, Volume 34, Issue 3, pp 403–411 | Cite as

DNA fingerprinting and the problems of paternity determination in an inbred captive population of guinea baboons (Papio hamadryas papio)

  • Michael W. Bruford
  • Jeanne Altmann
Short Communication Part 2: Ecology, Demography, And Relatedness


Multilocus DNA fingerprinting was carried out on 65 individuals from a captive colony of guinea baboons (Papio hamadryas papio) at Brookfield Zoo, in order to determine the allocation of reproductive success among 7 active males. DNA fingerprinting was found to reveal very low levels of genetic variability in the study population, rendering discrimination of different levels of relatedness, and hence paternity, impossible. A method was therefore developed for emphasizing the region of the fingerprint pattern which revealed the greatest level of band variability, and the effect of this experimental modification on band sharing statistics was tested. Band sharing coefficients among unrelated individuals were significantly lower using the modified system, which was then applied to paternity testing in the whole population. However even when using the modified system, of the 33 offspring analyzed only 4 could be assigned solely to 1 male, 14 offspring were assigned to 1 of 2 males, 7 offspring had 3 potential fathers, and the remainder had 4 or more possible fathers. The implications of the limitations of these data for behavioural studies and genetic management of captive populations are discussed.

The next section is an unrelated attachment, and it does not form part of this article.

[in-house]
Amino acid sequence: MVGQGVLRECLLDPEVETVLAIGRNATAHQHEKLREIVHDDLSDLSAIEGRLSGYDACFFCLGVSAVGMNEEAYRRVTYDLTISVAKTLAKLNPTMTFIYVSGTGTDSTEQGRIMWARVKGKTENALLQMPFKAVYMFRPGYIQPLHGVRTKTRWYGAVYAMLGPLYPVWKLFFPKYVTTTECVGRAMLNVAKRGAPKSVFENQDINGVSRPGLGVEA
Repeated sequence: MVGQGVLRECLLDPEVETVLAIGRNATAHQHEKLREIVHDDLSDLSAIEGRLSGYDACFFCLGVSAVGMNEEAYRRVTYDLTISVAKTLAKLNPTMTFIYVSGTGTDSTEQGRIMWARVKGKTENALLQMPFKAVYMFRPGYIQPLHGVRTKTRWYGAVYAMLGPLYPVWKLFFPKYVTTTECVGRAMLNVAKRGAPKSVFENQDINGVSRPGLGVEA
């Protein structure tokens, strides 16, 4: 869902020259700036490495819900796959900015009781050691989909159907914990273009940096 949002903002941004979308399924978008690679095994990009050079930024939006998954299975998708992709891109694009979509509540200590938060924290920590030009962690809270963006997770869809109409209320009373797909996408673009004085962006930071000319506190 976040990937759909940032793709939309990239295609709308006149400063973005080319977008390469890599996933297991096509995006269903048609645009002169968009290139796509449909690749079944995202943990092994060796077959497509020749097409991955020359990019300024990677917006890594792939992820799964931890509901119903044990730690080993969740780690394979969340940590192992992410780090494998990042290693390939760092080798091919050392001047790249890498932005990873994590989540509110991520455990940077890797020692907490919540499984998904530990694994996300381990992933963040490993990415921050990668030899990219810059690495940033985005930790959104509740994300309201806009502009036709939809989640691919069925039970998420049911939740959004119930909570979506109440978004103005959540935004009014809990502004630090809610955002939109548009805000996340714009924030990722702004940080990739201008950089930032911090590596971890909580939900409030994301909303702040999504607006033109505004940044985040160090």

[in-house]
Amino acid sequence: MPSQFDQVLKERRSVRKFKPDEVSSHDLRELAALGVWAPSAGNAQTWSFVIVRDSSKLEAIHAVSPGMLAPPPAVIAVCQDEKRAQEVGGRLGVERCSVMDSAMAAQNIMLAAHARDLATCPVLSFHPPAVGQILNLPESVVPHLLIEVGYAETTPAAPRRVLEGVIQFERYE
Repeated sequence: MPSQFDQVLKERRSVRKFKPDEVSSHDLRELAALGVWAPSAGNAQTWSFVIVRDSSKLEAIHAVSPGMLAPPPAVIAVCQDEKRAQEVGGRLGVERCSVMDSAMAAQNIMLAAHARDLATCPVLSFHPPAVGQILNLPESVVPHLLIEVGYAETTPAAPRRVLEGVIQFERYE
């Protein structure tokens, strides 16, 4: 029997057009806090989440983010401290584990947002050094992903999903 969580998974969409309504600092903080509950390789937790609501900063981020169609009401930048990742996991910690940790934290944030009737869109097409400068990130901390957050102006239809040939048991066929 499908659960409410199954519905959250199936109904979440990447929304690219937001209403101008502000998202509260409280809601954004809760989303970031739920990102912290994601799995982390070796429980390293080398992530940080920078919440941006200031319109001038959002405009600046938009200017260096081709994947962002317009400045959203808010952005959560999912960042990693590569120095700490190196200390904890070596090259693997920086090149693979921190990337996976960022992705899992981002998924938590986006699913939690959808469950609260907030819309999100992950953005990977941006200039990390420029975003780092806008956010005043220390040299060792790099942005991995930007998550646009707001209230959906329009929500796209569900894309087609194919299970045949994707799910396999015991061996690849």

Key Words